Translational Medical Science
The goal of the project was to identify effective targeted drugs for inhibiting Protein Glucose Transporter 1 (GLUT1). Findings would be a big step towards curing cancer. GLUT1 transports glucose across the cell membrane, plays an important role during several stages of cancer progression, and is essential to the survival of many types of cancer. After reviewing existing docking research on the 4 known inhibitors of GLUT1, 23 docking positions were determined and then tested in 10 trials. The best docking position identified was then used for a High Throughput Molecular Docking Study of 40 million ligands with GLUT1. Thousands of ligands found had much more effective docking results than the 4 existing drugs. Top novel-inhibitor candidates (40%-60% improvement in binding-affinity compared to existing inhibitors) were chosen after toxicity-testing and 5 trials of tests with 7 optimal-docking positions. Among them, ZINC19798821 has an almost identical structure as CHEMBL564972, which has been previously reported as an Inhibitor of Protein Kinase B (Akt) for Breast Cancer. Both ligands could be dual-inhibitors of GLUT1 and Akt. MK-2206 (Merck's product in clinical-trials stage for Akt) is another dual-inhibitor candidate of GLUT1 and Akt. ZINC09711897 had very high binding-affinity but failed the toxicity-test. However, by altering the structure slightly, a new non-toxic ligand was created that ranked near the top. This offered valuable insight into how to design new ligands. These are all breakthrough discoveries. Results were verified in vitro, and the next steps are mouse model testing and clinical trials.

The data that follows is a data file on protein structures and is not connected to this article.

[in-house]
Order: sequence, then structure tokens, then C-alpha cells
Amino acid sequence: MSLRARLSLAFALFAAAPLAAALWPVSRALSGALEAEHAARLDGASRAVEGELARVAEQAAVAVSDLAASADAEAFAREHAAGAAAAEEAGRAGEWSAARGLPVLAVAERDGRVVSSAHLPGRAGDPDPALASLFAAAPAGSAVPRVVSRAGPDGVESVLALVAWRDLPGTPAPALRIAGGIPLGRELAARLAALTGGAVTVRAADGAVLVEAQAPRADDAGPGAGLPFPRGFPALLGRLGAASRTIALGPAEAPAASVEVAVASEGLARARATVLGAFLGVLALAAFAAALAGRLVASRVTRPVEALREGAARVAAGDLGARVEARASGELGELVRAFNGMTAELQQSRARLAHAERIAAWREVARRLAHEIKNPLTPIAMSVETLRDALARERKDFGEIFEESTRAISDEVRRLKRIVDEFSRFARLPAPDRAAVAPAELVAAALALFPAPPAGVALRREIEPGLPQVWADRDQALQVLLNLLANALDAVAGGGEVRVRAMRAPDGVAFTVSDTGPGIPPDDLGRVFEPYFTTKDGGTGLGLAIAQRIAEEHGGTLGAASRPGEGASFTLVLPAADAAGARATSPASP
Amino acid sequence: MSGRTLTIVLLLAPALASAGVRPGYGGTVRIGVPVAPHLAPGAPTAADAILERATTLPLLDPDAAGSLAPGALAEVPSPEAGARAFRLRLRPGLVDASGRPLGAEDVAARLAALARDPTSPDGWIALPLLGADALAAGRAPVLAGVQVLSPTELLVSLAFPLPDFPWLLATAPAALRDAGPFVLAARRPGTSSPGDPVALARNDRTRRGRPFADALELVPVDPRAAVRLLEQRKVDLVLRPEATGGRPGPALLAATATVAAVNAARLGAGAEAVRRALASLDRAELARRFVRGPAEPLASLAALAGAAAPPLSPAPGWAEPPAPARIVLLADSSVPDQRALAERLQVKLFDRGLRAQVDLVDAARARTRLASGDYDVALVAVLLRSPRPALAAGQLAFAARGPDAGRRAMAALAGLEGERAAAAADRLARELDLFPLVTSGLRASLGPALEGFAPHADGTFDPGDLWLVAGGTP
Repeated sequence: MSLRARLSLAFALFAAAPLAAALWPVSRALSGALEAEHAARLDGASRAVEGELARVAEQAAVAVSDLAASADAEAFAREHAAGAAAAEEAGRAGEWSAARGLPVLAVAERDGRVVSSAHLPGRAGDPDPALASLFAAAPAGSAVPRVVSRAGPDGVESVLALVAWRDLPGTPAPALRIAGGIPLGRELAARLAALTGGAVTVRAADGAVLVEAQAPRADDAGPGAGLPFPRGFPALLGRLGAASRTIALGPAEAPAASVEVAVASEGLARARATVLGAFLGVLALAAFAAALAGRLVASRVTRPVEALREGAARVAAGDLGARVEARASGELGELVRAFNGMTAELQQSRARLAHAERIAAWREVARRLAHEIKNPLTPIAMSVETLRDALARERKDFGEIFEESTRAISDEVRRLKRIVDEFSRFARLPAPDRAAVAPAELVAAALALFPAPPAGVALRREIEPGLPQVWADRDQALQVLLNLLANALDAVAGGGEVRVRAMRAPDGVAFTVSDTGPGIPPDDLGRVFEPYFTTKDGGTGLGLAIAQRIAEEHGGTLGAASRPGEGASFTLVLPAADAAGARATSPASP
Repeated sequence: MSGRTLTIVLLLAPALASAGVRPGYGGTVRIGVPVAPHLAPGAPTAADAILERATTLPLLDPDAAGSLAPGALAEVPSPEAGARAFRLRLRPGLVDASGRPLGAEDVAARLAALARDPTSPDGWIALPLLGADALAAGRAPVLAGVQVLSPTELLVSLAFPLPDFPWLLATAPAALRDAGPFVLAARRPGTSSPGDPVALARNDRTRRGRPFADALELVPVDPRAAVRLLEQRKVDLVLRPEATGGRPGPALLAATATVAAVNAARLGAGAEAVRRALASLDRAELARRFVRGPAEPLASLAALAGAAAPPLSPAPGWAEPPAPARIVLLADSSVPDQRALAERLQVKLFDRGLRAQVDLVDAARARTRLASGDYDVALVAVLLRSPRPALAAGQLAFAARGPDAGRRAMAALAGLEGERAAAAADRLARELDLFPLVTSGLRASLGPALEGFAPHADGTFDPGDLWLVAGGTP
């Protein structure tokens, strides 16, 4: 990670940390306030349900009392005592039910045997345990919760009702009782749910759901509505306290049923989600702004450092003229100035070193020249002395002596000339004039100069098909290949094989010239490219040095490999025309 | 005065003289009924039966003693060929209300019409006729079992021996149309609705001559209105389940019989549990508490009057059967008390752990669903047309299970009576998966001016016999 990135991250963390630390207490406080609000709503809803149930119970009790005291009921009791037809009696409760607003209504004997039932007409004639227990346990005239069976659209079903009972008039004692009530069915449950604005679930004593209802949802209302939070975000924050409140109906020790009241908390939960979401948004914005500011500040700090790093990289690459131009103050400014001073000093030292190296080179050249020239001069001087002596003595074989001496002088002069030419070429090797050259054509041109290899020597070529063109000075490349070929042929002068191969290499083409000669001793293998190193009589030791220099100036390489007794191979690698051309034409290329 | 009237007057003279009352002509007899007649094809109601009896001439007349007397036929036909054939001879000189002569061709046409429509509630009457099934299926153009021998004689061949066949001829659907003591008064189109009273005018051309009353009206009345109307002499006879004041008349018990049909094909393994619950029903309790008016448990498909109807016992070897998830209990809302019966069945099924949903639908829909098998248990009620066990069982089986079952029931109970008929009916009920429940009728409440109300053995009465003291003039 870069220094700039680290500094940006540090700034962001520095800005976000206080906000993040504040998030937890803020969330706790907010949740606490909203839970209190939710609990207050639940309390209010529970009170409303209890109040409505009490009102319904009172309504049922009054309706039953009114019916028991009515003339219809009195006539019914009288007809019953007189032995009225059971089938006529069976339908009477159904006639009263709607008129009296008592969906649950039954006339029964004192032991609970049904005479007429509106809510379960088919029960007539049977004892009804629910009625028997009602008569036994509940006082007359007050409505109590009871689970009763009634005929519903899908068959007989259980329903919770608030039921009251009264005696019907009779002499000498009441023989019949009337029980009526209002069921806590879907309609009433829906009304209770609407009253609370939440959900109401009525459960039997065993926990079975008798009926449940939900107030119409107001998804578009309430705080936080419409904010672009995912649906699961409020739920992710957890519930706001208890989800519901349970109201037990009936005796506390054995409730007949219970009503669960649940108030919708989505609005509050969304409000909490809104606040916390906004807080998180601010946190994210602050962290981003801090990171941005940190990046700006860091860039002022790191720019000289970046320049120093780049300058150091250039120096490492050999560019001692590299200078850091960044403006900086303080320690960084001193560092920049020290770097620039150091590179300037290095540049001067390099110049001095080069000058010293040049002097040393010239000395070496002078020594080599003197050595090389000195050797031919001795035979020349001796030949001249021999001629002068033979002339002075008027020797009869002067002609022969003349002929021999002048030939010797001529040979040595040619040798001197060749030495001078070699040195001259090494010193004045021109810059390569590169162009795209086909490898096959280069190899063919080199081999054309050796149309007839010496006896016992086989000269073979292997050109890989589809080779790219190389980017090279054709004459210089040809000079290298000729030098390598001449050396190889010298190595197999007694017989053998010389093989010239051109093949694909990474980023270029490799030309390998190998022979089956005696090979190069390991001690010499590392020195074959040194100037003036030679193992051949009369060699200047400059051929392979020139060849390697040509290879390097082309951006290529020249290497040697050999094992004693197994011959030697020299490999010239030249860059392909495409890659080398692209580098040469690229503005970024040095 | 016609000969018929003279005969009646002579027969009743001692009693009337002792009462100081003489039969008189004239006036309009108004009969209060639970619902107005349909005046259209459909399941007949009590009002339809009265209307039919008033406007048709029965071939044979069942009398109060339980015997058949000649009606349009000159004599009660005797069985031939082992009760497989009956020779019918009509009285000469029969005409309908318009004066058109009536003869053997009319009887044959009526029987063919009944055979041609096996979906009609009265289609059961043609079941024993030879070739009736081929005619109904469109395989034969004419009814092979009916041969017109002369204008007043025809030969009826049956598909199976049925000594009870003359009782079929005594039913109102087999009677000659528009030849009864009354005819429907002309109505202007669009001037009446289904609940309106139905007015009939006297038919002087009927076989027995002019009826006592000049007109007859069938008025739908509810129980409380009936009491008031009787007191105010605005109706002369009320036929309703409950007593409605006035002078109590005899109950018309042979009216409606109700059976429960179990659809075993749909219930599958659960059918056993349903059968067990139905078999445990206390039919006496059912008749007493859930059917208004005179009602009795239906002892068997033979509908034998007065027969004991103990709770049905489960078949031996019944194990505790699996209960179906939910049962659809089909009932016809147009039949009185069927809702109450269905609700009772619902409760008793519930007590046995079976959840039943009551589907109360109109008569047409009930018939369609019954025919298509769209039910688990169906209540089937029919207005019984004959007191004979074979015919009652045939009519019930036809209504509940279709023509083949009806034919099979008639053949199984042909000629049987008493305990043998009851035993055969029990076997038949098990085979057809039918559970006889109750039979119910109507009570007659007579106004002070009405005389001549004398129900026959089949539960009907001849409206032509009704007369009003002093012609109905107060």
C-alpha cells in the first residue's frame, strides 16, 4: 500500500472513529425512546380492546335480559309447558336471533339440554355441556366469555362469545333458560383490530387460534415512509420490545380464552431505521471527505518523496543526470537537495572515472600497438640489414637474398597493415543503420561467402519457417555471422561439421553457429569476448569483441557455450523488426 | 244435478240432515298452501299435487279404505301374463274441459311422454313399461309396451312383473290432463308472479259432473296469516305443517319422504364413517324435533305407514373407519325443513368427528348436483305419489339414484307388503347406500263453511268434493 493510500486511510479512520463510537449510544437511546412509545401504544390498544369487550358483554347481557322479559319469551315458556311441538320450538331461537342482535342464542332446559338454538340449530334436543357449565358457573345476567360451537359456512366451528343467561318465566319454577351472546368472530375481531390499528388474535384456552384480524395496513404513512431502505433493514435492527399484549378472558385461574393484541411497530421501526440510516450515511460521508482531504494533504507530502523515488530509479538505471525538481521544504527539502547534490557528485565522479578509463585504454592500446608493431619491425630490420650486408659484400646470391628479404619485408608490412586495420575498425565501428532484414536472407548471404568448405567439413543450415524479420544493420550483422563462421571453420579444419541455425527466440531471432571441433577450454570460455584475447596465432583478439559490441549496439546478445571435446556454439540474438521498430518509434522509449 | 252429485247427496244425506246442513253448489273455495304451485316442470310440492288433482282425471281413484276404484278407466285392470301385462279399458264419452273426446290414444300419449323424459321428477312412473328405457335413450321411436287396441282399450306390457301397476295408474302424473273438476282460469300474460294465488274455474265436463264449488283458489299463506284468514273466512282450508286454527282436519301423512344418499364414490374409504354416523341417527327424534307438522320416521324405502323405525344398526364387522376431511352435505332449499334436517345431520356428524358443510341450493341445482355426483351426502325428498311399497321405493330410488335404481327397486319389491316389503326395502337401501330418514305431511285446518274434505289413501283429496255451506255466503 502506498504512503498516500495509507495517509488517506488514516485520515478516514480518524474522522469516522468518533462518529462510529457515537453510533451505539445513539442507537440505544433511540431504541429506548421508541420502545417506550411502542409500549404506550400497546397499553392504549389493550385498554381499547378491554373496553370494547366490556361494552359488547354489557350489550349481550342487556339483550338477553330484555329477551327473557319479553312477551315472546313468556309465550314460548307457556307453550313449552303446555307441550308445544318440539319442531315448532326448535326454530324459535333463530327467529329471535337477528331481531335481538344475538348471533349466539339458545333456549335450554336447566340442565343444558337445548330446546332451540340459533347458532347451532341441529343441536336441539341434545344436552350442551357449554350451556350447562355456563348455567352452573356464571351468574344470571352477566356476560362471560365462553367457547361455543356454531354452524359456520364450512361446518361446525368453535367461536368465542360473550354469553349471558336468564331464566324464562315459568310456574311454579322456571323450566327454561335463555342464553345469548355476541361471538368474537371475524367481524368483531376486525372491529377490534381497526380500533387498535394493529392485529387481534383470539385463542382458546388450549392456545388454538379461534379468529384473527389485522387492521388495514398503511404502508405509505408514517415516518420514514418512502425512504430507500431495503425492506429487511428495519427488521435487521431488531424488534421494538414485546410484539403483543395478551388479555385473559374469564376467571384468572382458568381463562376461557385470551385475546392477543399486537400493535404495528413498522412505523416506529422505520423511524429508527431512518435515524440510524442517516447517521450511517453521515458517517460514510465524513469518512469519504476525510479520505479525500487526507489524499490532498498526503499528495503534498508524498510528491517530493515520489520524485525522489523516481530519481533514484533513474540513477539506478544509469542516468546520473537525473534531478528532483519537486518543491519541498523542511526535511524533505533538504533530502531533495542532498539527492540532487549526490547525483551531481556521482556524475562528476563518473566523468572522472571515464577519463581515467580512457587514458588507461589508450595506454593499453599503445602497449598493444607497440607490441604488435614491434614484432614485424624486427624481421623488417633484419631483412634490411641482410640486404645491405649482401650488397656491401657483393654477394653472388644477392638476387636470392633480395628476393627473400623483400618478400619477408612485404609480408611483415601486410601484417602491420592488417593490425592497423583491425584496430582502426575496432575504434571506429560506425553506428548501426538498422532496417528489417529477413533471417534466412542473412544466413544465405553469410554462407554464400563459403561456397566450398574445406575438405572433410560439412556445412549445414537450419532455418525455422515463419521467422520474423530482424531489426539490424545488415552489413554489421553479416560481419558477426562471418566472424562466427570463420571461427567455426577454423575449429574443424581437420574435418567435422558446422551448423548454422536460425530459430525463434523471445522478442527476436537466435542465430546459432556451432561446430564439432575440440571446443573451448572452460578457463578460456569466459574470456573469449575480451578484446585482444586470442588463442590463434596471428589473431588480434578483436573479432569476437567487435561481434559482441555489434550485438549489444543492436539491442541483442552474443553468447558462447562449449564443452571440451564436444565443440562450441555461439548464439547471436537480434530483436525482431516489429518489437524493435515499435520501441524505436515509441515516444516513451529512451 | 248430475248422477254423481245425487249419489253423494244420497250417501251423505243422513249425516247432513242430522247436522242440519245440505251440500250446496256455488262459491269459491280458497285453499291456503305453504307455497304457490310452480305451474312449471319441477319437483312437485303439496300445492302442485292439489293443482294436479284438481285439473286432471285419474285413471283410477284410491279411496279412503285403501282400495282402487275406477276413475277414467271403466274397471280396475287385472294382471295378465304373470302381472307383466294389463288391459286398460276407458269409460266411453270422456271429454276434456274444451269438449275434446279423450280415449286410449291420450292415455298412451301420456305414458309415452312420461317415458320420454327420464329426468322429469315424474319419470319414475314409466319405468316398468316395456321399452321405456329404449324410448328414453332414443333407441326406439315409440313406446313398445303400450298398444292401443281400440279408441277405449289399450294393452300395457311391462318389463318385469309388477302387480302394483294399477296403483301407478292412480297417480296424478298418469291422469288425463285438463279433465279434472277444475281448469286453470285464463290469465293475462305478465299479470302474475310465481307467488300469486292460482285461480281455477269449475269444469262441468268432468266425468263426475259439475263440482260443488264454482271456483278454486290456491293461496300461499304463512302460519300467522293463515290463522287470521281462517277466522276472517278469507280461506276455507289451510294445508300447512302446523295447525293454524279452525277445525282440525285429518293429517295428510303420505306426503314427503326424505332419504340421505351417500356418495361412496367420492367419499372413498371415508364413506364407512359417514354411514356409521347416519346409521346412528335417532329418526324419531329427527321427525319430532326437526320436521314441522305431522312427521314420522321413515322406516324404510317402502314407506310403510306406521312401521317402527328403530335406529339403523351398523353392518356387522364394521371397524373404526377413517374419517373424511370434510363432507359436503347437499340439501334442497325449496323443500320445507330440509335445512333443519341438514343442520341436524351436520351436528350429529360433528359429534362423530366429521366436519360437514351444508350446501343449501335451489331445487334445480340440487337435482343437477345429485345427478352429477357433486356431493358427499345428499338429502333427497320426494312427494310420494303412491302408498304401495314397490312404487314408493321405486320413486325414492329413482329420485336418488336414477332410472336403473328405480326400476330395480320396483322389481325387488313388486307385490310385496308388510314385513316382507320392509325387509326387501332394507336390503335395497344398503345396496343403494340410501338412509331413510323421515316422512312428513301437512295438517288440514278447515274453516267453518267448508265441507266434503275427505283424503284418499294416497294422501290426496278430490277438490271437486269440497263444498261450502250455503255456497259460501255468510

American Committee for the Weizmann Institute of Science: First Award of $3,000
Second Award of $2,000